Although the equation of a farmer and a top sportman feels almost impossible, you can, however, state that Paavo Lonkila succeeded in  turning the situation into a victory. Long days at work, persistence and hard manual work were needed to maintain the farm. These qualities were also required in sport. Taking care of the farm was also some kind of training for sports performances.

Paavo Lonkila was really a successful farmer, and at the same time a successful top level sportsman. I could easily  imagine that it’s impossible to fit together these two qualities, because only skiing could have been Paavo’s full-time occupation, as it is nowadays  for skiers, in general.
Paavo Lonkila’s active career as an athlete started almost immediately after the war ended in 1945 and lasted for over one decade to the middle of the 1950's . During his active career,  Paavo took part in over two hundred competitions. They have stayed in Paavo’s mind very well. Here are a few of them.
Two weeks before these games there had been the Finnish Championship Games, where Paavo on his part had raised his relay team  from place 29 to place 5 doing such a marvellous skiing performance. In the very same games he was second when he skied his personal spurt distance. One  detail of the competition is that Paavo passed Martti Huhtala who had won the silver medal of the Olympic Games in combined skiing. Huhtala was amazed when Paavo, who had left two minutes after him, now passed him on a steep hill. 'What’s your name?', Huhtala had shouted to Paavo.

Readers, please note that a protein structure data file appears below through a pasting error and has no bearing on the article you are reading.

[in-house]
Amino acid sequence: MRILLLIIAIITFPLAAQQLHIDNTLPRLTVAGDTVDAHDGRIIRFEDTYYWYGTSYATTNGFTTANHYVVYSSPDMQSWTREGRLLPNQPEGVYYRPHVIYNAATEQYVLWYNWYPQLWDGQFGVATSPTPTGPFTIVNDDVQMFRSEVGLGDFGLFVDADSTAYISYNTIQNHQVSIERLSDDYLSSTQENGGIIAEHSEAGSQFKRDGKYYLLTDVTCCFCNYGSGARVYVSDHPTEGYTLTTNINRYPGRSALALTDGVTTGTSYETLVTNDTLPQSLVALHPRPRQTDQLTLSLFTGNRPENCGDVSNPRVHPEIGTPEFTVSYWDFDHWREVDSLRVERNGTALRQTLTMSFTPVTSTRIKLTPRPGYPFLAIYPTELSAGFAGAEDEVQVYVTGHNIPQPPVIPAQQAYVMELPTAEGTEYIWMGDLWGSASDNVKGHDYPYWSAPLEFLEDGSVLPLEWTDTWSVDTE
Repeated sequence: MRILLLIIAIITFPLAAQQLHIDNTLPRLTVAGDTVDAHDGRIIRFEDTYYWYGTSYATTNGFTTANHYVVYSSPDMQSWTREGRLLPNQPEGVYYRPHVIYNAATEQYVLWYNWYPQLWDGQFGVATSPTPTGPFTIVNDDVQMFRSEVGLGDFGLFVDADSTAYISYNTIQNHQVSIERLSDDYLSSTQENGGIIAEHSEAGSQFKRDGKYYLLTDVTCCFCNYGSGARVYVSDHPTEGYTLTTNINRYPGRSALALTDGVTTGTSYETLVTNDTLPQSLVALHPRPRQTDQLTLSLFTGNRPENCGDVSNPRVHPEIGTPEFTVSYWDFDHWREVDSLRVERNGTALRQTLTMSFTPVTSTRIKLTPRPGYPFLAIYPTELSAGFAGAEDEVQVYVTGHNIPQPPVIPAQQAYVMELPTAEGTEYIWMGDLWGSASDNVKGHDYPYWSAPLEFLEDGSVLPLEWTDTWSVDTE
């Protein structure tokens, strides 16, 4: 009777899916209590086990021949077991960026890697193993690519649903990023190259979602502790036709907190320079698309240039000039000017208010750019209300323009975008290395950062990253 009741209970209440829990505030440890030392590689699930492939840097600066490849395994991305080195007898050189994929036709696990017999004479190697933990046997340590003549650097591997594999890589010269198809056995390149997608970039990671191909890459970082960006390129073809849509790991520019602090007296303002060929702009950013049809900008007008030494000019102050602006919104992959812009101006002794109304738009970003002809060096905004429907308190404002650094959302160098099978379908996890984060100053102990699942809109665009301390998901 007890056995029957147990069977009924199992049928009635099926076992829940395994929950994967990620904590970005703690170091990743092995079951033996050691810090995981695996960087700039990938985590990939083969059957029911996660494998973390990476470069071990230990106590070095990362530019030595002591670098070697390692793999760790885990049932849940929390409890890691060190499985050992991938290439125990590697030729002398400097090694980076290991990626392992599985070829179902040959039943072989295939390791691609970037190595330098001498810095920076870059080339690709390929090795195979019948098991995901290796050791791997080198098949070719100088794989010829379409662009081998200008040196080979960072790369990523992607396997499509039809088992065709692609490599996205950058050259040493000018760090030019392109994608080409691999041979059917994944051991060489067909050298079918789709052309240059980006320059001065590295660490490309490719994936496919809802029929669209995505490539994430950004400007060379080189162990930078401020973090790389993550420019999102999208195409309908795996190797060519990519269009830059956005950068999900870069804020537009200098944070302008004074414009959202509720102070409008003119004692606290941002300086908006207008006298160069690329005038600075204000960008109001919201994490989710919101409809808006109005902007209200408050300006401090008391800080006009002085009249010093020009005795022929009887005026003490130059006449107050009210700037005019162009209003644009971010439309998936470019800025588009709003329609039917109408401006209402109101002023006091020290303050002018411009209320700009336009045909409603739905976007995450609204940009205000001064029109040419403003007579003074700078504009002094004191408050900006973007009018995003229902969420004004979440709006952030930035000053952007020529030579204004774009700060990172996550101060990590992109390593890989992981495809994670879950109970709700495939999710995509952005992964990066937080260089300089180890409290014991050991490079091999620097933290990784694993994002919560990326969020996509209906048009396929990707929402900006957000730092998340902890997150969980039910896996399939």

In the Winter Games at Puijo Paavo took a superior victory. A  reason for that was probably partly Paavo’s new pair of skis. The previous day of the contest Paavo had met an agent of a ski factory. The agent had given a pair of skis to him and a promise that Paavo didn’t need to pay for them if he won the coming contest.

The skis were good and they made the gliding better and faster. After Paavo came in first there were many people to congratulate him, but the best thing was the announcement by the ski factory that Paavo didn’t need to pay for the skis and he would get more skis, as many pairs as he wanted. Since that Paavo has always had a pair of skis just made for him.